I cut the vines off at the ground to allow sun for my fall veggies.  ( few tubers,  kale , chicory, and other greens from  I also tucked in some cute annuals to bring joy to the street view. (And my view of course)

ALSO sucess with yellow Nasturtium in a basket on fire escape, which I have been eating plentifully for months now. (eh is that permaculture?)

NO stolen plants , yet.  Tacit approval of neighborhood achieved!

This is my progress as of NOVEMBER 2018.  I am adding on , piling wood to form yet another planting area/ living fence.
1 year ago
[img]I somehow talked a few local business owners into letting me work on their landscaping.  I lucked out, the first person I spoke with is half german and had somehow actually HEARD of hugelkultur before. (amazing)
Here we are months later and I billed out my services at $20 per hour and recieved it.  I remember Paul saying on PDC, "Has anyone actually made money doing permaculture?" and now I can answer YES :)

I am not yet a licensed horticulturist But I have enough confidence in my plant knowledge and skills.  Also joined a business coaching group online which has helped me push forth emotionally through my fear of failure.

The first task given to me was to "Plant up" ten rectangular planter boxes *In such a way as to be able to thrive without recieving much care.*  THe other challenge was to plant in such a way that the moist soil would not rot away the body of the planter.  I believe wood building to be generally folly but, regardless,  I agreed to try BURIED WOOD could be the way, used such in the design, and it is working!!!

Planters were constructed of reclaimed wood, placed on casters to be able to be moved (in theory)

If you are still reading maybe you are curious of the designs.  Happy to share.  

First I Drilled a few holes about 12 to 20 inches apart, dispersed along bottom.  Lined each planter space with thick black plastic, 1 or 2 layers.  I stuck some baffles downthrough the holes and plastic to (hopefullY?)  help the water drain when needed.  Broken terracotta pieces were placed over each opening to stop dirt falling through or clogging.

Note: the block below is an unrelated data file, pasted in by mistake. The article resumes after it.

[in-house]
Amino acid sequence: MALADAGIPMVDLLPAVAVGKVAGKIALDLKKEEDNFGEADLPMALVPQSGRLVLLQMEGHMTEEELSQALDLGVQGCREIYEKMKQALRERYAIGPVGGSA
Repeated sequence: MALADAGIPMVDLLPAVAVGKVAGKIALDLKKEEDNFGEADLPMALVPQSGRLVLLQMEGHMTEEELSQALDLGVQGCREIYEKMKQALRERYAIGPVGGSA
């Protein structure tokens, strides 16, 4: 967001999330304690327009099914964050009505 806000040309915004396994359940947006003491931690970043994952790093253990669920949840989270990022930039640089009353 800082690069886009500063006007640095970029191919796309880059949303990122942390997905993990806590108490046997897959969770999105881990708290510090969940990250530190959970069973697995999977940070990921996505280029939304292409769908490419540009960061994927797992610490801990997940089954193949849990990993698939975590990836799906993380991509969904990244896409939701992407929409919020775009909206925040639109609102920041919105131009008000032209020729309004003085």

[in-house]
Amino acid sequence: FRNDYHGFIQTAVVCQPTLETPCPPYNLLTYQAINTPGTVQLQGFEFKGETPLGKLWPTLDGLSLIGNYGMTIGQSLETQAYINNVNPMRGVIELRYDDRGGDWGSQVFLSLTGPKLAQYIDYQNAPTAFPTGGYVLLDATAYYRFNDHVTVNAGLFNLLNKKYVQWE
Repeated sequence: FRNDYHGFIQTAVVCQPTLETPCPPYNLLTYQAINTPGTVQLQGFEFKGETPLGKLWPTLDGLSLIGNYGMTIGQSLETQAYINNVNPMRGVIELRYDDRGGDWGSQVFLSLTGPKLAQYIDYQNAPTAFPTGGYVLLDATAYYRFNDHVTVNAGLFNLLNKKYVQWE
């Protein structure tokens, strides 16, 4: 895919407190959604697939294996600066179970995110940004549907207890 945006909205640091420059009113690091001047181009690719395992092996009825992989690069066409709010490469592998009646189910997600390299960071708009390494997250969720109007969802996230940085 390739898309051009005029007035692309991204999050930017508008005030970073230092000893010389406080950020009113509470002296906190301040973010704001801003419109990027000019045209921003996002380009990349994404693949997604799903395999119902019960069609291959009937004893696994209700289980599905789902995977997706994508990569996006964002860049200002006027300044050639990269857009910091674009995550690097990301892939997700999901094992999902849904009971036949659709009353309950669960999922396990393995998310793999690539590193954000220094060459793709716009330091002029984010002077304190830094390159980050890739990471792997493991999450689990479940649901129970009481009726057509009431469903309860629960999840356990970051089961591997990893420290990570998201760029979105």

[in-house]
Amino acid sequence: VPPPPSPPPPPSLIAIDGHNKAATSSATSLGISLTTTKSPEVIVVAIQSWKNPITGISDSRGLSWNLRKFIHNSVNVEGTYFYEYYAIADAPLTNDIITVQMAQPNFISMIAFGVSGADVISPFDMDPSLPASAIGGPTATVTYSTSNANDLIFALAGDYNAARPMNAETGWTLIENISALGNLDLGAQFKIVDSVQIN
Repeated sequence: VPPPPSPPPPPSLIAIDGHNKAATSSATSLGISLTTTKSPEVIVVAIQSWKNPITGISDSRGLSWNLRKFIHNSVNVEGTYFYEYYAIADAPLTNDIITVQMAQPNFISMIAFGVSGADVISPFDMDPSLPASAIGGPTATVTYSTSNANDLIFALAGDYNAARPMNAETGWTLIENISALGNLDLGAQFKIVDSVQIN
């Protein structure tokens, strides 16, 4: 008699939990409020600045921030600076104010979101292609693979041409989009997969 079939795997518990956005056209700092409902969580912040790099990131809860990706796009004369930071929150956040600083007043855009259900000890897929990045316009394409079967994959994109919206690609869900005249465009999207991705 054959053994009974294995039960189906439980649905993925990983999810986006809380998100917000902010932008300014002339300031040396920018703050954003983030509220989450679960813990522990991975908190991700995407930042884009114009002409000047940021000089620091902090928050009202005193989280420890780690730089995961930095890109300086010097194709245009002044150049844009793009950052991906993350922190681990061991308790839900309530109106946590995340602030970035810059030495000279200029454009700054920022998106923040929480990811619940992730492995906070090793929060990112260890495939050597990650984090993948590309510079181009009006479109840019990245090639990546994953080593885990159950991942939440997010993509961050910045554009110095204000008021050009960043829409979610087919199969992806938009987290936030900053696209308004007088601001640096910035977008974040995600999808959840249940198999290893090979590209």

Next, in went a few layers of scrap wood, picked up for the free around town.  I had to cut down the large planks, to fit nicely in and as snugly as I could.    Of course we all know what the wood is for!

The rest was pretty standard, selecting and installing of the plants and potting mix.  (used a local supplier for mix- Laughing Buddha nursery here in New Orleans. )

Next up for this same commercial property, is a planned banana patch on the bare corner shown.  AND I have baby bananas ready to get dug up. in my backyard hugel beds at home.  I can bill these plants as live nursery stock and start to take a profit off the garden!  (Obtaining a yield)

Also nearing planting time on a NEW backyard hugel, at a rental house I manage here in town.  Have not yet told landlady what I am up to!  Hope it goes over ok... Considering purchasing some brick blocks to get a more 'fancy' look.  But they ares o expensive and heavy...

Anyway .
I am a happy camper.Just wanted to share and say YES, permaculture is marketable!

Just have to talk about the PROBLEMS we can solve for the customer.  (In this case rain absorption/flooding and self-sustainingness. Along with the beautiful enhancement of the space)
1 year ago
Great Idea!! Yes it would be so good to have a computer program with the different "relationships" already plugged in.  Such as, this herb with that veggie, who loves acid or who needs to be planted all alone... I have messy notebook pages of all this and I'm sure many others are bewildered to even begin.   LOTS of potential in this idea!!
1 year ago

S Bengi wrote:A regular Hugel is 2ft to 10ft higher than ground level.

In the desert my recommendation is to make it lower than ground level aka a sunken hugel.
In effect what you are build is a really deep swale that is then partially refilled with wood/twig/straw/compost.
But still with enough depressions to hold and slow down water.

Very good idea and that sounds awesome!  We simply did not have the manpower, this time,  to dig decent trenches.  I believe they ended up being 10 to 12 inches deep or even less.  Luckily tho, Our lot is set down about 8 feet below the level of the adjacent streets and we are faced with a rock cliff across the road.  I've not been here for the spring rains but apparently flooding is more common, within 1/4 mile of the Virgin River, than it would be in "classical" Utah desert terrain.  We shall see!

Digging them in as you suggest could be more tolerable to the visual sensibilities of the gentry.  I will take this under consideration...
1 year ago